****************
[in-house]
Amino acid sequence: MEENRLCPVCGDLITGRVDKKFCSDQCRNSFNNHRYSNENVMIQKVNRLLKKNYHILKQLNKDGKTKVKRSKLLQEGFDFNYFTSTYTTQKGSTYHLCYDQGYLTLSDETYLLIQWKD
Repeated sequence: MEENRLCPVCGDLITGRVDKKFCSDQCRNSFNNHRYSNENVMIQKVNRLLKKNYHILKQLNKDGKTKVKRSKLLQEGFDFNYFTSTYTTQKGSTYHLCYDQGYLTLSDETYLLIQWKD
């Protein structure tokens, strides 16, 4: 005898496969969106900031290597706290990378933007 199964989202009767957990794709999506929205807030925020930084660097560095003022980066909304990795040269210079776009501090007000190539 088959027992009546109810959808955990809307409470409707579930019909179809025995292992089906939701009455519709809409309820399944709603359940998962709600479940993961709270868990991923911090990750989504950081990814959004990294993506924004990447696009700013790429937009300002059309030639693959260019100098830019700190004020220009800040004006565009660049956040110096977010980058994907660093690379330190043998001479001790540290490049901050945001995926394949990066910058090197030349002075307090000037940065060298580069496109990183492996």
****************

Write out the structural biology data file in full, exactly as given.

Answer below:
[in-house]
Amino acid sequence: MEENRLCPVCGDLITGRVDKKFCSDQCRNSFNNHRYSNENVMIQKVNRLLKKNYHILKQLNKDGKTKVKRSKLLQEGFDFNYFTSTYTTQKGSTYHLCYDQGYLTLSDETYLLIQWKD
Repeated sequence: MEENRLCPVCGDLITGRVDKKFCSDQCRNSFNNHRYSNENVMIQKVNRLLKKNYHILKQLNKDGKTKVKRSKLLQEGFDFNYFTSTYTTQKGSTYHLCYDQGYLTLSDETYLLIQWKD
């Protein structure tokens, strides 16, 4: 005898496969969106900031290597706290990378933007 199964989202009767957990794709999506929205807030925020930084660097560095003022980066909304990795040269210079776009501090007000190539 088959027992009546109810959808955990809307409470409707579930019909179809025995292992089906939701009455519709809409309820399944709603359940998962709600479940993961709270868990991923911090990750989504950081990814959004990294993506924004990447696009700013790429937009300002059309030639693959260019100098830019700190004020220009800040004006565009660049956040110096977010980058994907660093690379330190043998001479001790540290490049901050945001995926394949990066910058090197030349002075307090000037940065060298580069496109990183492996």